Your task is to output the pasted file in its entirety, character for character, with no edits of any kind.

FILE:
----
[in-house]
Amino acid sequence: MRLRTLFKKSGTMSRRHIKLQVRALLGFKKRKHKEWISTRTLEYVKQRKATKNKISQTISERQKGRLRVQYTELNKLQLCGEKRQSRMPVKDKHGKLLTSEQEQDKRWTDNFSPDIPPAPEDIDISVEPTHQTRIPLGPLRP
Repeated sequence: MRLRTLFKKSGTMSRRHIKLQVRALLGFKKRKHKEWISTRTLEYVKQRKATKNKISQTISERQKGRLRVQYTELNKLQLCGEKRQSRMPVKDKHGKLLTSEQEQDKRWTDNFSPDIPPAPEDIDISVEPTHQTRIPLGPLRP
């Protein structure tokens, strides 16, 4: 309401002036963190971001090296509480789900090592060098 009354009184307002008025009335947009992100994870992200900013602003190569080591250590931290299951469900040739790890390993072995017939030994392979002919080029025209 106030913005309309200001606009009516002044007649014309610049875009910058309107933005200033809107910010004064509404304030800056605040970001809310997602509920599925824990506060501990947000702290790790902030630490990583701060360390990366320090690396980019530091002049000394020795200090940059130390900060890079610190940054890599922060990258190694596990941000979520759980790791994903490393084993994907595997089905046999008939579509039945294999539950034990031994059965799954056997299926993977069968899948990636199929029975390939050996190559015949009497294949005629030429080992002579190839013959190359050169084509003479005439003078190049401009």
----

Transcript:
[in-house]
Amino acid sequence: MRLRTLFKKSGTMSRRHIKLQVRALLGFKKRKHKEWISTRTLEYVKQRKATKNKISQTISERQKGRLRVQYTELNKLQLCGEKRQSRMPVKDKHGKLLTSEQEQDKRWTDNFSPDIPPAPEDIDISVEPTHQTRIPLGPLRP
Repeated sequence: MRLRTLFKKSGTMSRRHIKLQVRALLGFKKRKHKEWISTRTLEYVKQRKATKNKISQTISERQKGRLRVQYTELNKLQLCGEKRQSRMPVKDKHGKLLTSEQEQDKRWTDNFSPDIPPAPEDIDISVEPTHQTRIPLGPLRP
């Protein structure tokens, strides 16, 4: 309401002036963190971001090296509480789900090592060098 009354009184307002008025009335947009992100994870992200900013602003190569080591250590931290299951469900040739790890390993072995017939030994392979002919080029025209 106030913005309309200001606009009516002044007649014309610049875009910058309107933005200033809107910010004064509404304030800056605040970001809310997602509920599925824990506060501990947000702290790790902030630490990583701060360390990366320090690396980019530091002049000394020795200090940059130390900060890079610190940054890599922060990258190694596990941000979520759980790791994903490393084993994907595997089905046999008939579509039945294999539950034990031994059965799954056997299926993977069968899948990636199929029975390939050996190559015949009497294949005629030429080992002579190839013959190359050169084509003479005439003078190049401009």